‘Twas the night after Christmas and some 600 merrymakers, including enslaved persons and Gov. George W. Smith, packed the Richmond Theatre for double bill performances. But real terror and death ensued after a stagehand yanked an open-flamed lamp to the upper stage house, igniting the sets. The entire building was soon engulfed as playgoers headed for the exits. A hero of the night was enslaved African American Gilbert Hunt, who caught a number of those jumping from windows. Charred remains of the 72 victims who didn’t escape are entombed at the site today. To memorialize one of the nation’s worst tragedies to that point, the city of 9,735 commissioned the construction of an architecturally striking church where the theater had stood. It was designed by Robert Mills of Charleston, South Carolina, the first American-born professional architect. Monumental was a consecrated Episcopal church until 1965.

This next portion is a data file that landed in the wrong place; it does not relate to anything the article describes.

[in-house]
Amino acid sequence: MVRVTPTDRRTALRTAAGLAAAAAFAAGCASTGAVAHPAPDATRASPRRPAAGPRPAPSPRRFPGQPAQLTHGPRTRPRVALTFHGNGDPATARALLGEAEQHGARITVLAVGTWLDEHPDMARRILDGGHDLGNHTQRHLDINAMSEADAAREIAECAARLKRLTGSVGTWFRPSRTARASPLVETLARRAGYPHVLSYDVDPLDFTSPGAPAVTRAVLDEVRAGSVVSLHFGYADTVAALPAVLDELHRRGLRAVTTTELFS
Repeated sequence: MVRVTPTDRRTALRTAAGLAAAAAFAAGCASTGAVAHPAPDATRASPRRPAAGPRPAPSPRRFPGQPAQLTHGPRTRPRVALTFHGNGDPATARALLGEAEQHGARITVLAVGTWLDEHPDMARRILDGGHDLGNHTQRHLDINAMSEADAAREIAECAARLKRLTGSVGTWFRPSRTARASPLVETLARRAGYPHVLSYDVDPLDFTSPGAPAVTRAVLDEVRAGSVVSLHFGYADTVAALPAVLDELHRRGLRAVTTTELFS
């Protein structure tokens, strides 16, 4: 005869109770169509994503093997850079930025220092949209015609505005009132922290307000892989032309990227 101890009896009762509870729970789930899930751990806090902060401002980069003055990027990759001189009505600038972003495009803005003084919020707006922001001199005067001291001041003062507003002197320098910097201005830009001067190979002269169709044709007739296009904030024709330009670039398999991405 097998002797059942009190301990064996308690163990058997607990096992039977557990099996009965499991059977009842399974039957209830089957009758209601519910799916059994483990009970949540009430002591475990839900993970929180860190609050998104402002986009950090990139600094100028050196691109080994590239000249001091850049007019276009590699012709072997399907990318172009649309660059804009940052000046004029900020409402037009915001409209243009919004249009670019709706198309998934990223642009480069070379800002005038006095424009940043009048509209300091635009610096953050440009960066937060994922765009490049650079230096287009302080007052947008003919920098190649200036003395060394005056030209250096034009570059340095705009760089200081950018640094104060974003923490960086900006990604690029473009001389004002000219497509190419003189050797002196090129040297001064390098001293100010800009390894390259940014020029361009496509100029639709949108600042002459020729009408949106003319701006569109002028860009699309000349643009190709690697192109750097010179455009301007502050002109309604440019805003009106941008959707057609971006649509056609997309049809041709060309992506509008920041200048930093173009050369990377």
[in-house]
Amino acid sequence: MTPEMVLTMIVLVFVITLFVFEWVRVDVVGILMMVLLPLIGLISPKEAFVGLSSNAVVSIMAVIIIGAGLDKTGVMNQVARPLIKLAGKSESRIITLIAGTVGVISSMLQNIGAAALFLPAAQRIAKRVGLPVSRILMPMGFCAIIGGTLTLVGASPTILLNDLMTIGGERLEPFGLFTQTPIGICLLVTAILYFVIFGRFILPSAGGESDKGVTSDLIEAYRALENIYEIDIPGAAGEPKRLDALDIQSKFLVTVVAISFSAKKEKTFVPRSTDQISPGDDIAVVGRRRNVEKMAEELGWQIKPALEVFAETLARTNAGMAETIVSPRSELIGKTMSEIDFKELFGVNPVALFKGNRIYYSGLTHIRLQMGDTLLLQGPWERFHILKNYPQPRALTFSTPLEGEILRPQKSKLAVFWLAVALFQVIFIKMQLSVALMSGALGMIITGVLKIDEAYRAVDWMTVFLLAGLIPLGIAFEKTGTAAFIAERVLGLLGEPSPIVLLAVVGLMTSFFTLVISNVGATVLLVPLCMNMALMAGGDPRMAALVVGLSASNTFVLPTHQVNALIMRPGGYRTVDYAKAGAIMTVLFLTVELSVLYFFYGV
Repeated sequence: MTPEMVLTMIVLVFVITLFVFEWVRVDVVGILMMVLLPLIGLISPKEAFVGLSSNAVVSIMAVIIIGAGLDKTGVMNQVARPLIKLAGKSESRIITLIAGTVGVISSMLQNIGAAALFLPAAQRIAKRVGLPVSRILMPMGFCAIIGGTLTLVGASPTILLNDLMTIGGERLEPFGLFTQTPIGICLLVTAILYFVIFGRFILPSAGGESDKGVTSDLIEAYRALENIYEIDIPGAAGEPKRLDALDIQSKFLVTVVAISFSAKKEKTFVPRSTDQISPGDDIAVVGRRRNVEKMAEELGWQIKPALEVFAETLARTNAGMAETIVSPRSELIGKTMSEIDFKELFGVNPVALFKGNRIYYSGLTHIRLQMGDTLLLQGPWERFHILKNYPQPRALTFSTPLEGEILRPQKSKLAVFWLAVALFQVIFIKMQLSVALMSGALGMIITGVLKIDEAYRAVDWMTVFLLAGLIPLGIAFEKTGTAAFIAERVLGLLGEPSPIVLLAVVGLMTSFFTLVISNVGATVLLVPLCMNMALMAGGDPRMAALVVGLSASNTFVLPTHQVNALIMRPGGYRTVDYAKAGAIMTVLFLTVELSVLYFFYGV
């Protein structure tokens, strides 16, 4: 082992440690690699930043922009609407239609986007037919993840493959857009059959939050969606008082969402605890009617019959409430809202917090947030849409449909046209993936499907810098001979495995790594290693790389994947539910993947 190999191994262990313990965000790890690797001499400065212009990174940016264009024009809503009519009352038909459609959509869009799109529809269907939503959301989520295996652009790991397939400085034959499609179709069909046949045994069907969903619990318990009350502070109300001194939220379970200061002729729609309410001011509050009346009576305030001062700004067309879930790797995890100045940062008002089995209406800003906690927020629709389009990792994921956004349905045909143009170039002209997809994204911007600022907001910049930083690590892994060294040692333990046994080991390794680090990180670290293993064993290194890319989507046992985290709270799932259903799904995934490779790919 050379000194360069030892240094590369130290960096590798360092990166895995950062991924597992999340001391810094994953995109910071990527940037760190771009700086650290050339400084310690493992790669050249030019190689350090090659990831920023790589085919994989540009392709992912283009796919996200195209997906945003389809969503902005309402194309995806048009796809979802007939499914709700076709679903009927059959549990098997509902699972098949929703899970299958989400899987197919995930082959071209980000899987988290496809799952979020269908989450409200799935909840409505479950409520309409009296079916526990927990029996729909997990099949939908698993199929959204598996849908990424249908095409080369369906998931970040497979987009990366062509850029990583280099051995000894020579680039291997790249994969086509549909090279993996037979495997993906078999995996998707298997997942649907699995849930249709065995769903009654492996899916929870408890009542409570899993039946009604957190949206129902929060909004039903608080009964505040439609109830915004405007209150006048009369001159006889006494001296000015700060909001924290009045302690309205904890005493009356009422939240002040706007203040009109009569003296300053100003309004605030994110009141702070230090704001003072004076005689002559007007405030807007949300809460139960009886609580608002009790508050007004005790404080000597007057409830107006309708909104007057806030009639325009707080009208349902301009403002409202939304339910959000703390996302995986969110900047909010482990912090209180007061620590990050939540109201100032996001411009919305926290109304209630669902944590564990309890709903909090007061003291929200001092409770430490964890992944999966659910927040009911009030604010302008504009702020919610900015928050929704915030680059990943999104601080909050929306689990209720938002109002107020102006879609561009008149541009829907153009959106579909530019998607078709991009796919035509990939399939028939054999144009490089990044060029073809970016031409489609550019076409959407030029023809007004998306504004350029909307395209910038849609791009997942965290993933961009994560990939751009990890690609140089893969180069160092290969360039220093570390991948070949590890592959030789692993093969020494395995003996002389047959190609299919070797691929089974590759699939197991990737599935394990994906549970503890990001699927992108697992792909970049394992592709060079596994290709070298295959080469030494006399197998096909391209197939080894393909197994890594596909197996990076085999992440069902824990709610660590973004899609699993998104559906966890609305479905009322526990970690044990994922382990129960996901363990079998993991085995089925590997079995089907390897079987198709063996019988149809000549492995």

It was Richmond’s fourth holiday season as the Capital of the Confederacy. The Civil War dragged on and Union Gen. Sherman telegraphed President Abraham Lincoln: “I beg to present you a Christmas gift of the City of Savannah.” Richmonders awaited an invasion. So if the previous December had been deemed a “slim Christmas” here, 1864 was a “grim Christmas.” Civilian railway travel was suspended. With steep inflation, prices skyrocketed: A cord of wood cost $100, coal was $90 for 25 bushels and men’s boots were $200 a pair. Folks didn’t risk hanging laundry on clotheslines. And food? Flour was hoarded and hidden out of town. Some residents ate mice and pigeons while a plump rat, planked and broiled, was considered a delicacy. At holiday “starvation” parties, folks danced and sang but only consumed water. A writer in the Richmond Sentinel newspaper suggested that the Declaration of Independence be repealed and the Confederacy seek protection from the former master countries of England, Spain or France. On New Year’s Day, excavation work for a new canal at Dutch Gap to straighten the James collapsed on Black laborers. Peace finally came at Appomattox some three months later.